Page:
No matter what area of IT you work in, there’s always some important piece of information you frequently need to retrieve from a workstation or server; often, it’s several pieces of information. A lot of time can be spent searching a system to obtain that info. Fortunately, there’s a tool that’s been around for years that can display system info right on the desktop: bginfo (http://technet.microsoft.com/en-us/sysinternals/bb897557).
Bginfo is often a necessity in a lab environment, but it can be used anywhere. Some of the most popular information to display is:
- OS version
- SP version
- IP address
- Boot time
- Disk “Free Space”
…but there’s a whole lot more. In fact, you can configure bginfo to display just about any attribute of the system. (NOTE: A detailed explanation about how to display custom info using bginfo is beyond the scope of this article; but if you would like to learn more, check out Shay Levy’s article here: http://blogs.microsoft.co.il/blogs/scriptfanatic/archive/2008/07/22/bginfo-custom-information.aspx).
It’s nice to run bginfo at startup silently and unattended. This can be challenging, though, particularly on Windows Server 2008 R2. To do so, you need to edit the following registry key:
**Credit to James from redkitten.co.uk for documenting this here: http://www.redkitten.co.uk/windows-server/using-bginfo-on-windows-server-2008/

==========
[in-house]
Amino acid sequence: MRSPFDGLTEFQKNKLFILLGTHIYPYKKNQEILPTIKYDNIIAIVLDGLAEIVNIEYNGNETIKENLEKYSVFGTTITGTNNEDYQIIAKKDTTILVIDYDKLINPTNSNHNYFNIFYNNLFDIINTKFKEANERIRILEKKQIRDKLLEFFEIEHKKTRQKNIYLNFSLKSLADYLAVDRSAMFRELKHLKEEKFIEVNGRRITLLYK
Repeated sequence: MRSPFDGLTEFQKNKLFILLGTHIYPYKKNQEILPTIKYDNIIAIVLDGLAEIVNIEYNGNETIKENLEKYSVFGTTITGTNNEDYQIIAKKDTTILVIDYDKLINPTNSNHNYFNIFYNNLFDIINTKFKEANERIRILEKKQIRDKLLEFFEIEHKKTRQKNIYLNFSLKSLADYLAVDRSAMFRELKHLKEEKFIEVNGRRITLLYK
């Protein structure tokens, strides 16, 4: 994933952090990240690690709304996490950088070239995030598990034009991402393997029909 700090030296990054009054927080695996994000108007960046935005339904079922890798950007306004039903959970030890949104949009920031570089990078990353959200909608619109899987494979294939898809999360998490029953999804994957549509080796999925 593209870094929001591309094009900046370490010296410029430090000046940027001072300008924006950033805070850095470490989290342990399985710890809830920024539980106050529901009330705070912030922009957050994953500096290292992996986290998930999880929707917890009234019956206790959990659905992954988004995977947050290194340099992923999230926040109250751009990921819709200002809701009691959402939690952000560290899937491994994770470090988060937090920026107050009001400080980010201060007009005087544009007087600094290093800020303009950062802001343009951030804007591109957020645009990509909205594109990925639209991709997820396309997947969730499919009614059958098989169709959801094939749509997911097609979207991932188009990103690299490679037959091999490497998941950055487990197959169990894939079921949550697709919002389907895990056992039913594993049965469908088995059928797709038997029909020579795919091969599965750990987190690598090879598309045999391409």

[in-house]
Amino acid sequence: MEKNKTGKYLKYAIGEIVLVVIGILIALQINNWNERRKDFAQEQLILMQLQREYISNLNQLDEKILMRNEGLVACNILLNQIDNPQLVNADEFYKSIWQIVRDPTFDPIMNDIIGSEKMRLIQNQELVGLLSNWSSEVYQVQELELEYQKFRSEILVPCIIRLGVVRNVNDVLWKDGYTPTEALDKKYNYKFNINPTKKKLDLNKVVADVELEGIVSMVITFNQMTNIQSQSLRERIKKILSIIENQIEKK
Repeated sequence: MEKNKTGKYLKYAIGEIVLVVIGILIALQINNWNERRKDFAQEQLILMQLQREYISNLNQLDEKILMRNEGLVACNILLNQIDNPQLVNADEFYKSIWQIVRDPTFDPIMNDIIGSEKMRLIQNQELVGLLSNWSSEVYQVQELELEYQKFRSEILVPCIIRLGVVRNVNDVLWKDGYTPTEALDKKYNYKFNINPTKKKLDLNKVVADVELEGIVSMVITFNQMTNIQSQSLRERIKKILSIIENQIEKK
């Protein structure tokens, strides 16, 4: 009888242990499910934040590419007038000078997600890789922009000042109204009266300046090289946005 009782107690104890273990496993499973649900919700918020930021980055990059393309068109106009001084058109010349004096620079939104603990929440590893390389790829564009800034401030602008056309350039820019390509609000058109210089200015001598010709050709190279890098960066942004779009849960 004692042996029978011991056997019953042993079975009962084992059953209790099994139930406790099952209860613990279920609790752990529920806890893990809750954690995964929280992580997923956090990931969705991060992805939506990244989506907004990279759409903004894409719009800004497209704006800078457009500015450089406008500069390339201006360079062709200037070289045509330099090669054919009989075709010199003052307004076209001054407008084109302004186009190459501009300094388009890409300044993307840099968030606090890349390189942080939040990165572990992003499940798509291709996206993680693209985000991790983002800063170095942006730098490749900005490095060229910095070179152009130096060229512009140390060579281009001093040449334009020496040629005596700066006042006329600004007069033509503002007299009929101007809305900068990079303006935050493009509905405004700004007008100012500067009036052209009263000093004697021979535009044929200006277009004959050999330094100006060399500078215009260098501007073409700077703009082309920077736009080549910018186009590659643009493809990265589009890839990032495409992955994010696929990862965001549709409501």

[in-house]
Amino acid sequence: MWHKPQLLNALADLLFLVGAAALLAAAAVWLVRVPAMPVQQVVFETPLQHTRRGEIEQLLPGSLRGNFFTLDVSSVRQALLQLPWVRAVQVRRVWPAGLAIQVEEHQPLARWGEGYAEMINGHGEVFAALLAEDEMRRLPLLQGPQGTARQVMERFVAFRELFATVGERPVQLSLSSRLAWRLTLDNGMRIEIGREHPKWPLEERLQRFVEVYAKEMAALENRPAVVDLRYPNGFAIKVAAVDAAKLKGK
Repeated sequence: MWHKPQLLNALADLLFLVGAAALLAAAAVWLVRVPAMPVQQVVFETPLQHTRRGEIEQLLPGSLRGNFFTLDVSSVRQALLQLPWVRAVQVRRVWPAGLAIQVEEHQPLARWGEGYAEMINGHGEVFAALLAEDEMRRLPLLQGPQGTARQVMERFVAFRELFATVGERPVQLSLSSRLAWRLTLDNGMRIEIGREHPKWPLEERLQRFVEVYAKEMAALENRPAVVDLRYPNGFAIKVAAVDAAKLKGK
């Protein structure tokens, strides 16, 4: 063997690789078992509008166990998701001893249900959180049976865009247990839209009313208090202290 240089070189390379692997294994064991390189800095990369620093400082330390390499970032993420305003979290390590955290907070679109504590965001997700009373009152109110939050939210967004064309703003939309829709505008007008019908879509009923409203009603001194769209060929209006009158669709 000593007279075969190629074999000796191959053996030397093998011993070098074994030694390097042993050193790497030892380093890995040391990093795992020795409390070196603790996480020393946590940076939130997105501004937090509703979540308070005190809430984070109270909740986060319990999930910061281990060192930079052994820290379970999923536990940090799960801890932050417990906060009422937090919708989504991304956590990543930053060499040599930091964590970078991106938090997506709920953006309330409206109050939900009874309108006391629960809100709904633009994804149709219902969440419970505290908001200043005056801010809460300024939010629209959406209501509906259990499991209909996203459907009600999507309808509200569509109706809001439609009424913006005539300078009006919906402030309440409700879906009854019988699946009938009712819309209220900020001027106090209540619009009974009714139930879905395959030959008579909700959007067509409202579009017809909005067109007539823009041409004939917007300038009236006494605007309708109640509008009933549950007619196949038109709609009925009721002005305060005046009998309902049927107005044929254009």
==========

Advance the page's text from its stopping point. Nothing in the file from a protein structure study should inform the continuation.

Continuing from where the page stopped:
Create a new
REG_SZ value under the “Run” key named “bginfo”, or whatever you want. The value of the key will be the path to bginfo.exe, and any parameters you want to pass. Personally, I’ve had the best luck passing
/silent /accepteula /timer:0 to run bginfo silently at startup. The help file indicates
/NOLICPROMPT is also a parameter to bypass the Sysinternals accept EULA dialog, but
/accepteula always works for me.
Something else to be aware of — especially if you intend to run bginfo in an enterprise with UAC turned on and GPOs applied — is to keep the output bitmap file in a location that the logged on user has write permissions. The reason for this is that bginfo runs in the user context to display on the user’s desktop; and because the information is “dynamic” — at least at each user logon — the output bitmap file needs to be updated. You can change where bginfo stores the .bmp under the Bitmap -> Location… menu. The default location is in the user’s TEMP directory, which should be okay.
Bginfo is a fun, easy and very useful way to customize your desktop, and I hope this helps you (and other users) be more productive!